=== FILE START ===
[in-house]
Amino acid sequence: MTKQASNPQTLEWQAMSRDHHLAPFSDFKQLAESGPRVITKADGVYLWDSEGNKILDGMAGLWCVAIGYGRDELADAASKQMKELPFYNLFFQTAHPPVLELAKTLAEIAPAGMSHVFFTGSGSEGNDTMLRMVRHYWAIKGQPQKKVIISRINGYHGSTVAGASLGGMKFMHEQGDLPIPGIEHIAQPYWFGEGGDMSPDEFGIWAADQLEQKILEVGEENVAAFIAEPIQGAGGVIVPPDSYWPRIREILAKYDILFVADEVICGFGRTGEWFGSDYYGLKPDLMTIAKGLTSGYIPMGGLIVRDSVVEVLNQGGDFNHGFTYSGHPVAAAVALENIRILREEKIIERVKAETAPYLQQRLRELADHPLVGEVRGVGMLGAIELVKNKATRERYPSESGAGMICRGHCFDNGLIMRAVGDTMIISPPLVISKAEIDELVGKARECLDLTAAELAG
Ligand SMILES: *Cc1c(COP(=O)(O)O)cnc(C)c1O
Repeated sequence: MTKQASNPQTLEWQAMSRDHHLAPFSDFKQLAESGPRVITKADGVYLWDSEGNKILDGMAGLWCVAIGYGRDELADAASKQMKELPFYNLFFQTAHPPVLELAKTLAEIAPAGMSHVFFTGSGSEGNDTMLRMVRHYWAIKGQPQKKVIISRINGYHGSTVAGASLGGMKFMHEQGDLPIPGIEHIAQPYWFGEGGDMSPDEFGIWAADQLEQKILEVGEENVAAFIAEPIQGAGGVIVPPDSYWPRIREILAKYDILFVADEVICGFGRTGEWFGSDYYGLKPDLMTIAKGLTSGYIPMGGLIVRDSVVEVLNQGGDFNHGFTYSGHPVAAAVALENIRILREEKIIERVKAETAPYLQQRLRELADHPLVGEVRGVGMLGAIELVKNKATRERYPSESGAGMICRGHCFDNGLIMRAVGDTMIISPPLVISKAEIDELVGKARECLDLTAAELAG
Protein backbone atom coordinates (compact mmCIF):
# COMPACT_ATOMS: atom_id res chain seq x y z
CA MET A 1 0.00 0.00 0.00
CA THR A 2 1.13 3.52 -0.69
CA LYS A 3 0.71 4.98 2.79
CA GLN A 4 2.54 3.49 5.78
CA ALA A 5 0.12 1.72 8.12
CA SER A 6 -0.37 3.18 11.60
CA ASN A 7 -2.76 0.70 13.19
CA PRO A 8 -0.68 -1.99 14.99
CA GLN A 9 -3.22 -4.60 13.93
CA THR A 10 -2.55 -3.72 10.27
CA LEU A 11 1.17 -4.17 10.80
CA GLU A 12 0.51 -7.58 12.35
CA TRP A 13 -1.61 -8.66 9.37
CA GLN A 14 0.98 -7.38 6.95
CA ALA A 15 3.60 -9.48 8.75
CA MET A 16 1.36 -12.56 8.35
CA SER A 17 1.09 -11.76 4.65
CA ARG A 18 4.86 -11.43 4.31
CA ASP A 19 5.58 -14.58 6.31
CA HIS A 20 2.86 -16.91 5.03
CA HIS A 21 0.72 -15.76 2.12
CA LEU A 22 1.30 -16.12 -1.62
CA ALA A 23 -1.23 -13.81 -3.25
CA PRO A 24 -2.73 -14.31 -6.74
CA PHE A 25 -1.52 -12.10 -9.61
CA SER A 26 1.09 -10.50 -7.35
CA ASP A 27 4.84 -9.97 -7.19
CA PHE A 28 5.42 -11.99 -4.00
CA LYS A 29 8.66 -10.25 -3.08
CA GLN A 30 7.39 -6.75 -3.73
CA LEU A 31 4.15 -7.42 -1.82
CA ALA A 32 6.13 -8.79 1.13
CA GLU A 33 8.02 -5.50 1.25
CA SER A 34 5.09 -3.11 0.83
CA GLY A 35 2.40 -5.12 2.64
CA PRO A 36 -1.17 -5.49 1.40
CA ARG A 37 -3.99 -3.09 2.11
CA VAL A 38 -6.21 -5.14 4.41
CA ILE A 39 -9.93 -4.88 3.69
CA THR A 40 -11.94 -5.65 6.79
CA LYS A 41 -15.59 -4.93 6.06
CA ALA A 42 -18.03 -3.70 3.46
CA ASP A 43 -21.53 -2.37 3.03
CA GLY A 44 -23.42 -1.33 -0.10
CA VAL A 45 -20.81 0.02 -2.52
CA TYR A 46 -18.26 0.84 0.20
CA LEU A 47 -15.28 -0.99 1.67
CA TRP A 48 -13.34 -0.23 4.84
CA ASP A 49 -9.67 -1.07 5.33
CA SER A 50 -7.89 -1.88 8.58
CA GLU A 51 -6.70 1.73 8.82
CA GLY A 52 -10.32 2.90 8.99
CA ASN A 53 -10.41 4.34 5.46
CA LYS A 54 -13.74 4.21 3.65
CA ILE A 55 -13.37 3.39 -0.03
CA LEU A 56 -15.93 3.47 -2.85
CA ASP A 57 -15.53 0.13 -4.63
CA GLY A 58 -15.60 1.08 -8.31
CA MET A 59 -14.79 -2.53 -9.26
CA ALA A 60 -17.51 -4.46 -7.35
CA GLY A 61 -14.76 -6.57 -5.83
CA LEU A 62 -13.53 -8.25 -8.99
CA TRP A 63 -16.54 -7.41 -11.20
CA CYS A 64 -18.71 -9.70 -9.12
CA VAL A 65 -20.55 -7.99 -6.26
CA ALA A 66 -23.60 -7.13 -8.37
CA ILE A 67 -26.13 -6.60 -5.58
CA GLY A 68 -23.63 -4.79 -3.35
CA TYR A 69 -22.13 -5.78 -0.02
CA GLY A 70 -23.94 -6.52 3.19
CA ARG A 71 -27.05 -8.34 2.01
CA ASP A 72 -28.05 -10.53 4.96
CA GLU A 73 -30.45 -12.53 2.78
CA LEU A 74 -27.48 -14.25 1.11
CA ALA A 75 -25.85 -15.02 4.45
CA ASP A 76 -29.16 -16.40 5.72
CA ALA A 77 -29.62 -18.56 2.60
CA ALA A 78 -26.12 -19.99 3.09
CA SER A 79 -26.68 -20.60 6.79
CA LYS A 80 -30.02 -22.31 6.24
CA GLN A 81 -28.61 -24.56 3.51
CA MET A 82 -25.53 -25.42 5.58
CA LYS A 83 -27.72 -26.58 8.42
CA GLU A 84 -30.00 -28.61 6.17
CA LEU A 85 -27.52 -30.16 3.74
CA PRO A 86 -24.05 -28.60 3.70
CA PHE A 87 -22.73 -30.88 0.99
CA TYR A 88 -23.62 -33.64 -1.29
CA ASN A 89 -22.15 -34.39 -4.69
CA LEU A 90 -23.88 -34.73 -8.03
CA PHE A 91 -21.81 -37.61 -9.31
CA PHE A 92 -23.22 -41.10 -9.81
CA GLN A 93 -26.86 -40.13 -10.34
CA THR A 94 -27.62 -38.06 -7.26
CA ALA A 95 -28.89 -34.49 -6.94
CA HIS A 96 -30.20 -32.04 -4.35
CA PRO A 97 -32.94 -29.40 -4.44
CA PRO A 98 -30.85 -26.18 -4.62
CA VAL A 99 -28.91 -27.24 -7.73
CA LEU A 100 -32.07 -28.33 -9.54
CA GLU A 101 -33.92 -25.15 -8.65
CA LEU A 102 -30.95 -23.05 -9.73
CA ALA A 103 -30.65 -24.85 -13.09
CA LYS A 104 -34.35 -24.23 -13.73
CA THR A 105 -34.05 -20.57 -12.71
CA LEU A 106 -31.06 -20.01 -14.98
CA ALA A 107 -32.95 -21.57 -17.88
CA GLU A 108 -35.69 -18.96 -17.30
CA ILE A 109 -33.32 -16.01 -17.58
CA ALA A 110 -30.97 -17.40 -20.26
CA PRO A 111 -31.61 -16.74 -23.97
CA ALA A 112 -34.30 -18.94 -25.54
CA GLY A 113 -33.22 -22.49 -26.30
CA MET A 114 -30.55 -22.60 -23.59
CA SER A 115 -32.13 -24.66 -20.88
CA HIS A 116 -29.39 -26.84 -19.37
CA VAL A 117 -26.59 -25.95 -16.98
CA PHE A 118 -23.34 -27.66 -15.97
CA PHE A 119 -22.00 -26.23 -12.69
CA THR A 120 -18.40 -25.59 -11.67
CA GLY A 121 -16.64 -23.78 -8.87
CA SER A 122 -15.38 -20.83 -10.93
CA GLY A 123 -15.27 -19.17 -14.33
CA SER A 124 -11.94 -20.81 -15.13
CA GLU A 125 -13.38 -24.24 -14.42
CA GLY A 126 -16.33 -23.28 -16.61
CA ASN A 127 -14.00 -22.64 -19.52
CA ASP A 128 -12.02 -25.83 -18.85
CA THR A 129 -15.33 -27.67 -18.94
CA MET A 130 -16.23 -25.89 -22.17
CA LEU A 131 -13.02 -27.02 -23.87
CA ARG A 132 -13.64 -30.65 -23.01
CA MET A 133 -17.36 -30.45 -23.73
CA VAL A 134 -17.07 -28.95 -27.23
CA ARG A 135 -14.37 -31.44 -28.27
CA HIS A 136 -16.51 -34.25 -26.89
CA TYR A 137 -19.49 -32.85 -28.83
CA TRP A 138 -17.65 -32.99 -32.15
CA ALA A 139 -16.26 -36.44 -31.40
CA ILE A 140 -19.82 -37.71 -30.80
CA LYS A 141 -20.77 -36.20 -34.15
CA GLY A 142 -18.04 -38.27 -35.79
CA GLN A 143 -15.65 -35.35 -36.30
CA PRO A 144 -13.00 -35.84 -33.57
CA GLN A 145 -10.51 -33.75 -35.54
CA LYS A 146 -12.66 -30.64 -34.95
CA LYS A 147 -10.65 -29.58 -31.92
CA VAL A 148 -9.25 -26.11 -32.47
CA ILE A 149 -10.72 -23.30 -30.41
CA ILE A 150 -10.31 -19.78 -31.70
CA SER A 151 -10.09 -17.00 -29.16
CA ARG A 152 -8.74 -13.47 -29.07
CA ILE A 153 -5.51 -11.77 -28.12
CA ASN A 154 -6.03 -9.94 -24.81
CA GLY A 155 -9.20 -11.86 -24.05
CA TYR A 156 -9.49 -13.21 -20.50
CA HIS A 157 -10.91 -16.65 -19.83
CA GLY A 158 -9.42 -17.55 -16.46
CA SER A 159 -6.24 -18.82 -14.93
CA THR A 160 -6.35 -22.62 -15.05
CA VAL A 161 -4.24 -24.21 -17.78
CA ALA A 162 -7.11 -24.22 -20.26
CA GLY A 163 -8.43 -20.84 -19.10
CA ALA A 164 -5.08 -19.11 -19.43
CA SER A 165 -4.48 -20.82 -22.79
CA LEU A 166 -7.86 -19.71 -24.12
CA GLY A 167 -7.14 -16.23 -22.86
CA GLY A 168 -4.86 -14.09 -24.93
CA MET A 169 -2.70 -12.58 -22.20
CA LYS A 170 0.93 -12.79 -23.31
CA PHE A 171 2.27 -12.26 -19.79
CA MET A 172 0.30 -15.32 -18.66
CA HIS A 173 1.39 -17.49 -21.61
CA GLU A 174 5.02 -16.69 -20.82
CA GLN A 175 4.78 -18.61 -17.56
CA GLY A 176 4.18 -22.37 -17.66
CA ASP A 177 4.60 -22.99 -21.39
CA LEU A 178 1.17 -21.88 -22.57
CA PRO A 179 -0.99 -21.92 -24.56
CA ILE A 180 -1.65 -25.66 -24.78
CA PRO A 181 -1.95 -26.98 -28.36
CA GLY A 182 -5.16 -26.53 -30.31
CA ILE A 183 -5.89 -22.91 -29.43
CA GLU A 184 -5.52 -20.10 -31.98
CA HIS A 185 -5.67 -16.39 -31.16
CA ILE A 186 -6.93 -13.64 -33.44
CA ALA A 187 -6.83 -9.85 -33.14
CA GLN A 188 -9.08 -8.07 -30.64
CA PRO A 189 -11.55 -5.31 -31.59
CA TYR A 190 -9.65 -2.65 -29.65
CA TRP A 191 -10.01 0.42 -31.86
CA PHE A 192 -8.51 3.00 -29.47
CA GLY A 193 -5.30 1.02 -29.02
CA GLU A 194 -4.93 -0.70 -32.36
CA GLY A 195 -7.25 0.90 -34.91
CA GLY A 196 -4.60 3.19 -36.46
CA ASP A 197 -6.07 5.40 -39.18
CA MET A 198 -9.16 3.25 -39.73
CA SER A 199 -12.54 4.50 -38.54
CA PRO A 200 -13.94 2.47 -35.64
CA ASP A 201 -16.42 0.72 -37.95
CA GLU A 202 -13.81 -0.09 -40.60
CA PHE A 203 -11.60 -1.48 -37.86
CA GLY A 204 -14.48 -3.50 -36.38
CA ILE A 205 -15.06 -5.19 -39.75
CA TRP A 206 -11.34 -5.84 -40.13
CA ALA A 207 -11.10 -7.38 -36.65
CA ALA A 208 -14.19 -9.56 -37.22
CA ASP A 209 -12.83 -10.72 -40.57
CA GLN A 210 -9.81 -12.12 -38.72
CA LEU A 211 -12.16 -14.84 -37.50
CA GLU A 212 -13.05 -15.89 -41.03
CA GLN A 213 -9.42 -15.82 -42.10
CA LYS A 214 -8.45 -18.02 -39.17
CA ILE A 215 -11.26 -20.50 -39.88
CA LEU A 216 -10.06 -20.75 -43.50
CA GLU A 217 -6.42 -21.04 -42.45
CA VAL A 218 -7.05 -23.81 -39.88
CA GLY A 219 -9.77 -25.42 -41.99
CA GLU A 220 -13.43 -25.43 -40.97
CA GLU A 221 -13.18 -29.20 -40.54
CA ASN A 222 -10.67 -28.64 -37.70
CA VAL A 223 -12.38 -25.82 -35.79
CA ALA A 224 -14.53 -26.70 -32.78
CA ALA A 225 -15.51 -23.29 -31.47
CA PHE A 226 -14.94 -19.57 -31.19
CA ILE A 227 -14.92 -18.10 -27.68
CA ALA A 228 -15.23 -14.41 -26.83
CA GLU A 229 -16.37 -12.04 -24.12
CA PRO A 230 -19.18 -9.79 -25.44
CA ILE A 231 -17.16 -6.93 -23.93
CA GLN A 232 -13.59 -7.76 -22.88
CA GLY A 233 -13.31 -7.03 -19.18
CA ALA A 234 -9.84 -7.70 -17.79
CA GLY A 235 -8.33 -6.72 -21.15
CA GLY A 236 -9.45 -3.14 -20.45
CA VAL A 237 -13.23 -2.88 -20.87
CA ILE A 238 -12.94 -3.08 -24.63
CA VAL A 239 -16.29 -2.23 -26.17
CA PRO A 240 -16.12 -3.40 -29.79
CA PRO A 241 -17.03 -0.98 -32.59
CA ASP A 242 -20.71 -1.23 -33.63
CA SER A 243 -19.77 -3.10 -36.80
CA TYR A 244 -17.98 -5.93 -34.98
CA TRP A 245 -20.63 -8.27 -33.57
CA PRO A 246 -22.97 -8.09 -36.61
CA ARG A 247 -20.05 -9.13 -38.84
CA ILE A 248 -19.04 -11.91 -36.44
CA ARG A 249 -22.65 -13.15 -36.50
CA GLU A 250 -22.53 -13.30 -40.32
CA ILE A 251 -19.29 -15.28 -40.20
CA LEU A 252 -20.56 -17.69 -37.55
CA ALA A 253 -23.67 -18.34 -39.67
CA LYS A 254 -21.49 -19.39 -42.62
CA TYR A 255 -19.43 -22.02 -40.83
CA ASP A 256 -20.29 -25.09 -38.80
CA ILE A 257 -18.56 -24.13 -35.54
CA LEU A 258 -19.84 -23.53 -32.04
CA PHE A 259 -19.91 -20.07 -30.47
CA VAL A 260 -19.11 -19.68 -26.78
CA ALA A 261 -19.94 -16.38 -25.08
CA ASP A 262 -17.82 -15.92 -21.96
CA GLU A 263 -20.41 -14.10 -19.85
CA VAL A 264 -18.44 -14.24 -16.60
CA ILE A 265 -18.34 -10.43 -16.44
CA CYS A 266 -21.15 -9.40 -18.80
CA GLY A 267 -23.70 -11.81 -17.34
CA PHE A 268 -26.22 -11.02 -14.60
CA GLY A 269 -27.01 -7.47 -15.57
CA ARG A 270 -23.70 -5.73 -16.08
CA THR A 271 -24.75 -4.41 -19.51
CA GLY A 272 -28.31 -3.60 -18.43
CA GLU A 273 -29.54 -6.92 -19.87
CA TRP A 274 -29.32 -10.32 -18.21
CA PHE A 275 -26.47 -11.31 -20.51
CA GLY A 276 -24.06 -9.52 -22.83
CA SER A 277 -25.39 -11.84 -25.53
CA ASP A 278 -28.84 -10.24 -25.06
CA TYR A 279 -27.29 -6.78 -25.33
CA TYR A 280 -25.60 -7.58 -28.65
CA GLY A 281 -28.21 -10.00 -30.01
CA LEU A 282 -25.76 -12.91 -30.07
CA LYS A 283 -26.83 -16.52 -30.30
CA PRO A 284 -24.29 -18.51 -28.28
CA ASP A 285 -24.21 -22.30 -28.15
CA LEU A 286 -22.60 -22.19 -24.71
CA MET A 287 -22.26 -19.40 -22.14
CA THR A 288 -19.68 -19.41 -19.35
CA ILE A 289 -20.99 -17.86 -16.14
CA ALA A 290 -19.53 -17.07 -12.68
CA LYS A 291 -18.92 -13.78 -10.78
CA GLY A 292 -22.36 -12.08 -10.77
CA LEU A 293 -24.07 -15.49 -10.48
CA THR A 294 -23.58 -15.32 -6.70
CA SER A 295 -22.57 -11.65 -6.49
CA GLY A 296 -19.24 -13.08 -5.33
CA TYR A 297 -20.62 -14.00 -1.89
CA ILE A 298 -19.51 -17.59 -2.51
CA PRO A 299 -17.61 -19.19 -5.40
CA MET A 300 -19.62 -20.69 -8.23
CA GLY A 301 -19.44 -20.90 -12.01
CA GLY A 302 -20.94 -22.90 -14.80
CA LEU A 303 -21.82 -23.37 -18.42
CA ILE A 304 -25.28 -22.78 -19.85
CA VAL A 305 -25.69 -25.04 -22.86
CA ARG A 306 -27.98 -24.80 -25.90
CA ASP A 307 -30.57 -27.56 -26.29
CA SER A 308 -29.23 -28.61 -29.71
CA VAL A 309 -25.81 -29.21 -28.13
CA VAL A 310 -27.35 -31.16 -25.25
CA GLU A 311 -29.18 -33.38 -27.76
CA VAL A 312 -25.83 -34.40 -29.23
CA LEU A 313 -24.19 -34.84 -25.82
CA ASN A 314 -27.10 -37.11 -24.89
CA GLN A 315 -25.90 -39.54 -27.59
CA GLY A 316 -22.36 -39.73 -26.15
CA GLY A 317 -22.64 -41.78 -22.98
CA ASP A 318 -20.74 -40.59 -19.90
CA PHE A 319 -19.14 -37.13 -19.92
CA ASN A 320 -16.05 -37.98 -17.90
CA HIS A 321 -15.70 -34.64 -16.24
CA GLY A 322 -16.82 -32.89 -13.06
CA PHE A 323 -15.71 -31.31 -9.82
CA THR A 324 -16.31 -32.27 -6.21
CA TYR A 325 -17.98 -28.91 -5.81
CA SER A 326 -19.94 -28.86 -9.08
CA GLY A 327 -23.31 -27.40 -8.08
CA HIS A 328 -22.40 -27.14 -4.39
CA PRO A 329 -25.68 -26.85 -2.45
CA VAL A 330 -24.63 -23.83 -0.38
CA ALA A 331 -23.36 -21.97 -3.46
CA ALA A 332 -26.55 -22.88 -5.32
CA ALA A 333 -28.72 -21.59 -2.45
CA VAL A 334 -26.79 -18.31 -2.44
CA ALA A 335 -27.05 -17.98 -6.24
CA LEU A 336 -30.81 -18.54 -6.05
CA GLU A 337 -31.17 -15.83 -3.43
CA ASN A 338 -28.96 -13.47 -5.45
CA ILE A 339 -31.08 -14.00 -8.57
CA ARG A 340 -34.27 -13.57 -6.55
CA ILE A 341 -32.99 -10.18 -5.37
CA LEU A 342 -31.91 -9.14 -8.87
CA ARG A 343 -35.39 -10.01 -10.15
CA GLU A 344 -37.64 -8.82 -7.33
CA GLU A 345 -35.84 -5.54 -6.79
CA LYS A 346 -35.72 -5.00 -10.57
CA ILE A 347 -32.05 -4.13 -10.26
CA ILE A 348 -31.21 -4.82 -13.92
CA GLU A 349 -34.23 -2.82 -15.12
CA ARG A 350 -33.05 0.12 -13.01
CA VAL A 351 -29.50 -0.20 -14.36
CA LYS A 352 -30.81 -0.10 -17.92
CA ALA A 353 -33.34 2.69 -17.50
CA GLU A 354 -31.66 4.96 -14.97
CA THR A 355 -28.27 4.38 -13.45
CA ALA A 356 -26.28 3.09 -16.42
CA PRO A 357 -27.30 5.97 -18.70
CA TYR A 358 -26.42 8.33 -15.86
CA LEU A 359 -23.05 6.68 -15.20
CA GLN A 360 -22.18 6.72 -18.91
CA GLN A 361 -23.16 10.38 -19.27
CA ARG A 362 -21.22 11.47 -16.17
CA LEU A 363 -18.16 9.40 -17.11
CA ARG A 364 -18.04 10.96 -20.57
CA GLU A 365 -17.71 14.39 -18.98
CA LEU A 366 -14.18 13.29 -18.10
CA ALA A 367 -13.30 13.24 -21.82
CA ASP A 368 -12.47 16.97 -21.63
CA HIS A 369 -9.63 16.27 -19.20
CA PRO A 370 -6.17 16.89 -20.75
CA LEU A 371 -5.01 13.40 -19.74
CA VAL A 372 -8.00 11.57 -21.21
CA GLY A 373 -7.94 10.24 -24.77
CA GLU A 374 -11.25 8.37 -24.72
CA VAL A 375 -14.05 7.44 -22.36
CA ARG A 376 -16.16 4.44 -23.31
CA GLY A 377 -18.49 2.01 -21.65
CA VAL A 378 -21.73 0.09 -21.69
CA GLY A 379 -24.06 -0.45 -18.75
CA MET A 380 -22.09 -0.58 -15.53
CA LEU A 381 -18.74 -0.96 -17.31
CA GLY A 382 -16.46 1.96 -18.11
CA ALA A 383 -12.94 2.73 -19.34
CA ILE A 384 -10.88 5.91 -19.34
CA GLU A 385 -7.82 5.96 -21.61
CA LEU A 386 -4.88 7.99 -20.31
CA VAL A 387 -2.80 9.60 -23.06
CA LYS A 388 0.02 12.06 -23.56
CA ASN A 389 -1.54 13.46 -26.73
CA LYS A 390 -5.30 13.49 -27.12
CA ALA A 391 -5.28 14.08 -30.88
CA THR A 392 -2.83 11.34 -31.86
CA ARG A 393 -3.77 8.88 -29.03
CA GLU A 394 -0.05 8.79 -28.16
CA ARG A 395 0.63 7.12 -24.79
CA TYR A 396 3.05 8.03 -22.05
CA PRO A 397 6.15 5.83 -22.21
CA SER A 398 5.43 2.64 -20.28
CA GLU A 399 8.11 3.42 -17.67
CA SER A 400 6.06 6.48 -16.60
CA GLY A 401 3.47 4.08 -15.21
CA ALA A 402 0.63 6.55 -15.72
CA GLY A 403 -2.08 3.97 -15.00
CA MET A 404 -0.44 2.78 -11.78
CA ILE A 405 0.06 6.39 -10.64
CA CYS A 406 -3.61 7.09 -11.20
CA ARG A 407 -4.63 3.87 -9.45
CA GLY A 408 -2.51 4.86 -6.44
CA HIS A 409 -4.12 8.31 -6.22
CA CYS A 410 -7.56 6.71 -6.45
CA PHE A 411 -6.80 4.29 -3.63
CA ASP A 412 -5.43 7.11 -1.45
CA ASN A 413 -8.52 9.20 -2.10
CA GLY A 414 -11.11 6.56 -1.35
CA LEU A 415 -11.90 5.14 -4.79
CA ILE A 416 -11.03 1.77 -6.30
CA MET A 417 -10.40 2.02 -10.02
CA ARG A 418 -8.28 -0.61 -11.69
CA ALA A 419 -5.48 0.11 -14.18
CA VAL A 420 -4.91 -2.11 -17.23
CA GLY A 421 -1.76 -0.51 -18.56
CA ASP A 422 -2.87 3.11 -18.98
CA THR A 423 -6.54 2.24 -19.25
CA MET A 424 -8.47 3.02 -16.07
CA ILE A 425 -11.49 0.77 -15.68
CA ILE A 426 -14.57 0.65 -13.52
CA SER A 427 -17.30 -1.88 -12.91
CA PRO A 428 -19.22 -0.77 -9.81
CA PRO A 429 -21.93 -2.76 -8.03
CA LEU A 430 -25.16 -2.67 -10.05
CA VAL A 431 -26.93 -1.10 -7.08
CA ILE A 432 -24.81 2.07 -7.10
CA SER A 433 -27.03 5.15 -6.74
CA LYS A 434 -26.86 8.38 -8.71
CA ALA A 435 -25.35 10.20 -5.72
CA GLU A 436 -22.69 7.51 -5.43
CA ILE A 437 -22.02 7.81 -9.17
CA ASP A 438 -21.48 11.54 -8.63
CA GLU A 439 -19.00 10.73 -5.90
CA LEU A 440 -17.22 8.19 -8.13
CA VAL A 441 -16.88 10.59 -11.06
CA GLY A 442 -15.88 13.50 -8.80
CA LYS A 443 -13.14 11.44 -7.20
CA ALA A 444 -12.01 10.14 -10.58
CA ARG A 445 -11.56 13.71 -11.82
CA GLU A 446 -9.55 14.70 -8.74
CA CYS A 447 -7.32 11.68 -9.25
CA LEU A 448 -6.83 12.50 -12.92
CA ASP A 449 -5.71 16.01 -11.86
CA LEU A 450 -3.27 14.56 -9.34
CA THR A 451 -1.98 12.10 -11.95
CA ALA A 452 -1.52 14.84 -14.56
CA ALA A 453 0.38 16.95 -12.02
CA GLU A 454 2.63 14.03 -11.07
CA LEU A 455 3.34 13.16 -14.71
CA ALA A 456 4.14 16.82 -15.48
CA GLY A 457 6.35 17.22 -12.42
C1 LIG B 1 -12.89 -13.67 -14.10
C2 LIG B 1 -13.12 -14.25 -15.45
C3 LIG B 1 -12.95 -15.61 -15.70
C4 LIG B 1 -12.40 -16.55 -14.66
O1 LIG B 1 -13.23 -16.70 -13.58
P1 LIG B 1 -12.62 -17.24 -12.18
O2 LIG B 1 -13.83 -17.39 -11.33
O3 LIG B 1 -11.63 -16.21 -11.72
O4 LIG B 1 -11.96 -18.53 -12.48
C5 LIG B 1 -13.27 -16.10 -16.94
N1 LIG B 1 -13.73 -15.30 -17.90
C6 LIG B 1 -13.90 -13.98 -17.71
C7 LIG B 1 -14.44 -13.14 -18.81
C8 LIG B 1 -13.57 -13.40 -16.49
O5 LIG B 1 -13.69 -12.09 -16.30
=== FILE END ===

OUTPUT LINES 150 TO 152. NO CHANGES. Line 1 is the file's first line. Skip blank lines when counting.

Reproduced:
CA PRO A 144 -13.00 -35.84 -33.57
CA GLN A 145 -10.51 -33.75 -35.54
CA LYS A 146 -12.66 -30.64 -34.95